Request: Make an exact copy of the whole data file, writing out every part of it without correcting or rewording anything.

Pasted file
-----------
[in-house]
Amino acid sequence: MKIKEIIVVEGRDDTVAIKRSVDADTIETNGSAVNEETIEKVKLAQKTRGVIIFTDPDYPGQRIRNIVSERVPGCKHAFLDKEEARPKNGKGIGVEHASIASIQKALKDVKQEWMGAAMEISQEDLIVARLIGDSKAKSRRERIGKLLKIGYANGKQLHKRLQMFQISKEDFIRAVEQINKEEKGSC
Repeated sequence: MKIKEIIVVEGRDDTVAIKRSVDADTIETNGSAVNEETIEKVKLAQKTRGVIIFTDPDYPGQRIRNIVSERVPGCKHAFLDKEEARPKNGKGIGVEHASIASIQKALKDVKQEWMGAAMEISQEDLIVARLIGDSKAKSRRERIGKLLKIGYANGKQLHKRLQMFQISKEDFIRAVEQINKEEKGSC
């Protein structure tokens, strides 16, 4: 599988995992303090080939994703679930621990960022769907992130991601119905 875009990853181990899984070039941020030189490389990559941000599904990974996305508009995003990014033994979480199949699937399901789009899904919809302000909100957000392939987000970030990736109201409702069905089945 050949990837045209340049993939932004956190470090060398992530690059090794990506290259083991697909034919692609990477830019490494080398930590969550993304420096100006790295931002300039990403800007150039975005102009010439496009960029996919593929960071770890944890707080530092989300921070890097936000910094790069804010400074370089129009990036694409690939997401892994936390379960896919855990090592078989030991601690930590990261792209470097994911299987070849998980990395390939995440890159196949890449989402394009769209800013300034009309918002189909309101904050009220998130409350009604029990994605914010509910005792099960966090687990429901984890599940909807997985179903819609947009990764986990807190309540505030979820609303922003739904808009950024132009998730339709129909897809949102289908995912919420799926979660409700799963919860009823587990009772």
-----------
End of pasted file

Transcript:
[in-house]
Amino acid sequence: MKIKEIIVVEGRDDTVAIKRSVDADTIETNGSAVNEETIEKVKLAQKTRGVIIFTDPDYPGQRIRNIVSERVPGCKHAFLDKEEARPKNGKGIGVEHASIASIQKALKDVKQEWMGAAMEISQEDLIVARLIGDSKAKSRRERIGKLLKIGYANGKQLHKRLQMFQISKEDFIRAVEQINKEEKGSC
Repeated sequence: MKIKEIIVVEGRDDTVAIKRSVDADTIETNGSAVNEETIEKVKLAQKTRGVIIFTDPDYPGQRIRNIVSERVPGCKHAFLDKEEARPKNGKGIGVEHASIASIQKALKDVKQEWMGAAMEISQEDLIVARLIGDSKAKSRRERIGKLLKIGYANGKQLHKRLQMFQISKEDFIRAVEQINKEEKGSC
């Protein structure tokens, strides 16, 4: 599988995992303090080939994703679930621990960022769907992130991601119905 875009990853181990899984070039941020030189490389990559941000599904990974996305508009995003990014033994979480199949699937399901789009899904919809302000909100957000392939987000970030990736109201409702069905089945 050949990837045209340049993939932004956190470090060398992530690059090794990506290259083991697909034919692609990477830019490494080398930590969550993304420096100006790295931002300039990403800007150039975005102009010439496009960029996919593929960071770890944890707080530092989300921070890097936000910094790069804010400074370089129009990036694409690939997401892994936390379960896919855990090592078989030991601690930590990261792209470097994911299987070849998980990395390939995440890159196949890449989402394009769209800013300034009309918002189909309101904050009220998130409350009604029990994605914010509910005792099960966090687990429901984890599940909807997985179903819609947009990764986990807190309540505030979820609303922003739904808009950024132009998730339709129909897809949102289908995912919420799926979660409700799963919860009823587990009772």